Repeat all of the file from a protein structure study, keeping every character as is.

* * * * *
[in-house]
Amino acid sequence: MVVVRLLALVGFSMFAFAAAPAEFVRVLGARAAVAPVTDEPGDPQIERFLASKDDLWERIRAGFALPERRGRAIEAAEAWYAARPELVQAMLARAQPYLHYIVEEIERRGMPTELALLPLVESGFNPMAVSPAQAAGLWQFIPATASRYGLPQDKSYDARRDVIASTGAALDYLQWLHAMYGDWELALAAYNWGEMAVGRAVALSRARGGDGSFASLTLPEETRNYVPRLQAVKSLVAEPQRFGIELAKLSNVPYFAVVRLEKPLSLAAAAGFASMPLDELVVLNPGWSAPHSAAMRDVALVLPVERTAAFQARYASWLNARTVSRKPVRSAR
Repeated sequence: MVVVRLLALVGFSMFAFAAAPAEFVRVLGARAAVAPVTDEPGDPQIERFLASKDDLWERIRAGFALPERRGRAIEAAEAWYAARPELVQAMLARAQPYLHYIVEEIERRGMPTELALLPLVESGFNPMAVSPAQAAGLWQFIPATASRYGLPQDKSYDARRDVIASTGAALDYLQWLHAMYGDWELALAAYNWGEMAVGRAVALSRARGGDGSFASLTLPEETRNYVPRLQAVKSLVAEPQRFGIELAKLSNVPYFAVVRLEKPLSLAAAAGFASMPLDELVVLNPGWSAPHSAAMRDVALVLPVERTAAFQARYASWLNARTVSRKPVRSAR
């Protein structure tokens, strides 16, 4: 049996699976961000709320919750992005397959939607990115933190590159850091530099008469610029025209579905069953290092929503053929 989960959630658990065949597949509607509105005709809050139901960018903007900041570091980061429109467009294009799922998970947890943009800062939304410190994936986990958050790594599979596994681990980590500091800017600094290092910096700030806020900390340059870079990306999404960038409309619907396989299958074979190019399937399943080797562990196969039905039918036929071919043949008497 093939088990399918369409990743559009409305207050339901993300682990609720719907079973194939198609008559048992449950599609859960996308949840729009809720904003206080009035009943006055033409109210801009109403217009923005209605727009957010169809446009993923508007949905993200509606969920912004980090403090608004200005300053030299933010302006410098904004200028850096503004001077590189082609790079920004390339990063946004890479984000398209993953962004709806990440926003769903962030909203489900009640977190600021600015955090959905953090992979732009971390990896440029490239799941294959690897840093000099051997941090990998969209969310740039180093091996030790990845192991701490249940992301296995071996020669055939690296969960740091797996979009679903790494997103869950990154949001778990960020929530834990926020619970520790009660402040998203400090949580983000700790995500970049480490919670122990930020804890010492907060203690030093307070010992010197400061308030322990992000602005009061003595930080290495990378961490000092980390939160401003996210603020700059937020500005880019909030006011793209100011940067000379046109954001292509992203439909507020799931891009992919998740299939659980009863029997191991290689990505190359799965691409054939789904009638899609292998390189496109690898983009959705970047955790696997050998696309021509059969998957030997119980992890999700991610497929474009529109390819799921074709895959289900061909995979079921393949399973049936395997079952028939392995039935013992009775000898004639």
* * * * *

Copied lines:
[in-house]
Amino acid sequence: MVVVRLLALVGFSMFAFAAAPAEFVRVLGARAAVAPVTDEPGDPQIERFLASKDDLWERIRAGFALPERRGRAIEAAEAWYAARPELVQAMLARAQPYLHYIVEEIERRGMPTELALLPLVESGFNPMAVSPAQAAGLWQFIPATASRYGLPQDKSYDARRDVIASTGAALDYLQWLHAMYGDWELALAAYNWGEMAVGRAVALSRARGGDGSFASLTLPEETRNYVPRLQAVKSLVAEPQRFGIELAKLSNVPYFAVVRLEKPLSLAAAAGFASMPLDELVVLNPGWSAPHSAAMRDVALVLPVERTAAFQARYASWLNARTVSRKPVRSAR
Repeated sequence: MVVVRLLALVGFSMFAFAAAPAEFVRVLGARAAVAPVTDEPGDPQIERFLASKDDLWERIRAGFALPERRGRAIEAAEAWYAARPELVQAMLARAQPYLHYIVEEIERRGMPTELALLPLVESGFNPMAVSPAQAAGLWQFIPATASRYGLPQDKSYDARRDVIASTGAALDYLQWLHAMYGDWELALAAYNWGEMAVGRAVALSRARGGDGSFASLTLPEETRNYVPRLQAVKSLVAEPQRFGIELAKLSNVPYFAVVRLEKPLSLAAAAGFASMPLDELVVLNPGWSAPHSAAMRDVALVLPVERTAAFQARYASWLNARTVSRKPVRSAR
């Protein structure tokens, strides 16, 4: 049996699976961000709320919750992005397959939607990115933190590159850091530099008469610029025209579905069953290092929503053929 989960959630658990065949597949509607509105005709809050139901960018903007900041570091980061429109467009294009799922998970947890943009800062939304410190994936986990958050790594599979596994681990980590500091800017600094290092910096700030806020900390340059870079990306999404960038409309619907396989299958074979190019399937399943080797562990196969039905039918036929071919043949008497 093939088990399918369409990743559009409305207050339901993300682990609720719907079973194939198609008559048992449950599609859960996308949840729009809720904003206080009035009943006055033409109210801009109403217009923005209605727009957010169809446009993923508007949905993200509606969920912004980090403090608004200005300053030299933010302006410098904004200028850096503004001077590189082609790079920004390339990063946004890479984000398209993953962004709806990440926003769903962030909203489900009640977190600021600015955090959905953090992979732009971390990896440029490239799941294959690897840093000099051997941090990998969209969310740039180093091996030790990845192991701490249940992301296995071996020669055939690296969960740091797996979009679903790494997103869950990154949001778990960020929530834990926020619970520790009660402040998203400090949580983000700790995500970049480490919670122990930020804890010492907060203690030093307070010992010197400061308030322990992000602005009061003595930080290495990378961490000092980390939160401003996210603020700059937020500005880019909030006011793209100011940067000379046109954001292509992203439909507020799931891009992919998740299939659980009863029997191991290689990505190359799965691409054939789904009638899609292998390189496109690898983009959705970047955790696997050998696309021509059969998957030997119980992890999700991610497929474009529109390819799921074709895959289900061909995979079921393949399973049936395997079952028939392995039935013992009775000898004639």